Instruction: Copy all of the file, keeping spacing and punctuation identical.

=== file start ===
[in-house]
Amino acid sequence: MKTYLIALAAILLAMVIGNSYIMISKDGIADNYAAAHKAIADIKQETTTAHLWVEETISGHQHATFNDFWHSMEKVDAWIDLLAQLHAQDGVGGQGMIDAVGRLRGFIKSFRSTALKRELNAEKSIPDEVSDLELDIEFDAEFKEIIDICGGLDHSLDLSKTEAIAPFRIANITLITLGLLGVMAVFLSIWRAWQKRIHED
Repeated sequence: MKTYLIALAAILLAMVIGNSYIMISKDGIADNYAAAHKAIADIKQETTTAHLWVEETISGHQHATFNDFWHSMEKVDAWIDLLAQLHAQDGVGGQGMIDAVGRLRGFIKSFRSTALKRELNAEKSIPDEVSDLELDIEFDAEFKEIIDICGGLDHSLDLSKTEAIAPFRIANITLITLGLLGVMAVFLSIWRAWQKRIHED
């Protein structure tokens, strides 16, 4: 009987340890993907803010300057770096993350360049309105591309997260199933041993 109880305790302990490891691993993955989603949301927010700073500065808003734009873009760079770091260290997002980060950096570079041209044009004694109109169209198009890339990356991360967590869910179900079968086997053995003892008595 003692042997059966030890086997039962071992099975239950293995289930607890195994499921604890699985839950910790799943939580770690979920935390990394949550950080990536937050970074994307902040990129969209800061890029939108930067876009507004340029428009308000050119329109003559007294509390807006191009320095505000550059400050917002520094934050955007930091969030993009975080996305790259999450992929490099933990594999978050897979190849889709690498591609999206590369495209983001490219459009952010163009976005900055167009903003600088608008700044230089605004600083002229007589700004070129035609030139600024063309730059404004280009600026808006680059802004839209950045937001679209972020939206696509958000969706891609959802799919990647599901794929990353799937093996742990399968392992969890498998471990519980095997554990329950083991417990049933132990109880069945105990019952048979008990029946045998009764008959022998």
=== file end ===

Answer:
[in-house]
Amino acid sequence: MKTYLIALAAILLAMVIGNSYIMISKDGIADNYAAAHKAIADIKQETTTAHLWVEETISGHQHATFNDFWHSMEKVDAWIDLLAQLHAQDGVGGQGMIDAVGRLRGFIKSFRSTALKRELNAEKSIPDEVSDLELDIEFDAEFKEIIDICGGLDHSLDLSKTEAIAPFRIANITLITLGLLGVMAVFLSIWRAWQKRIHED
Repeated sequence: MKTYLIALAAILLAMVIGNSYIMISKDGIADNYAAAHKAIADIKQETTTAHLWVEETISGHQHATFNDFWHSMEKVDAWIDLLAQLHAQDGVGGQGMIDAVGRLRGFIKSFRSTALKRELNAEKSIPDEVSDLELDIEFDAEFKEIIDICGGLDHSLDLSKTEAIAPFRIANITLITLGLLGVMAVFLSIWRAWQKRIHED
């Protein structure tokens, strides 16, 4: 009987340890993907803010300057770096993350360049309105591309997260199933041993 109880305790302990490891691993993955989603949301927010700073500065808003734009873009760079770091260290997002980060950096570079041209044009004694109109169209198009890339990356991360967590869910179900079968086997053995003892008595 003692042997059966030890086997039962071992099975239950293995289930607890195994499921604890699985839950910790799943939580770690979920935390990394949550950080990536937050970074994307902040990129969209800061890029939108930067876009507004340029428009308000050119329109003559007294509390807006191009320095505000550059400050917002520094934050955007930091969030993009975080996305790259999450992929490099933990594999978050897979190849889709690498591609999206590369495209983001490219459009952010163009976005900055167009903003600088608008700044230089605004600083002229007589700004070129035609030139600024063309730059404004280009600026808006680059802004839209950045937001679209972020939206696509958000969706891609959802799919990647599901794929990353799937093996742990399968392992969890498998471990519980095997554990329950083991417990049933132990109880069945105990019952048979008990029946045998009764008959022998």